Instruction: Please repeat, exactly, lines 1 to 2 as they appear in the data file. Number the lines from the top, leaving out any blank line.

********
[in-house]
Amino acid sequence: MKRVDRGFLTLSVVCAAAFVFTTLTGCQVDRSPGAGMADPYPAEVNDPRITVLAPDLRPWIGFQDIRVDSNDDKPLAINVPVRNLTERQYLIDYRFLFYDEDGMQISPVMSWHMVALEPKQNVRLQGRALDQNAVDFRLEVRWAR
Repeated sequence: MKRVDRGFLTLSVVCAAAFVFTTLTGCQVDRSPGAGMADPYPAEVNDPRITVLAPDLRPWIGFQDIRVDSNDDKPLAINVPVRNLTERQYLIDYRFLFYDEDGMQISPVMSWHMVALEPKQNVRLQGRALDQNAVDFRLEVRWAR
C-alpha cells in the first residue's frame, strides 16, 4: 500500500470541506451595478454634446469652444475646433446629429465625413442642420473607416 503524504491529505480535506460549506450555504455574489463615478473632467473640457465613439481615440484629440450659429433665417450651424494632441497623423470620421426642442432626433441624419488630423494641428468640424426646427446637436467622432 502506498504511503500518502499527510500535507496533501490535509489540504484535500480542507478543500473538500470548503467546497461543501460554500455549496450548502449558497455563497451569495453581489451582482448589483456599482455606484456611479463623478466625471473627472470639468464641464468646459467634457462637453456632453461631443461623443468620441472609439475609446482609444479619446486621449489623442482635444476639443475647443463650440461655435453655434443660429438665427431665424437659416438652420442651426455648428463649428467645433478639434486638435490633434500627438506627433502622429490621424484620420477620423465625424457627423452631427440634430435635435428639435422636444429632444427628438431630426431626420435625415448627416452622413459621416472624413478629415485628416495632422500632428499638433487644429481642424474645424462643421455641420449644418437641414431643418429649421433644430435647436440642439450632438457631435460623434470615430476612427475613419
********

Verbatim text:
[in-house]
Amino acid sequence: MKRVDRGFLTLSVVCAAAFVFTTLTGCQVDRSPGAGMADPYPAEVNDPRITVLAPDLRPWIGFQDIRVDSNDDKPLAINVPVRNLTERQYLIDYRFLFYDEDGMQISPVMSWHMVALEPKQNVRLQGRALDQNAVDFRLEVRWAR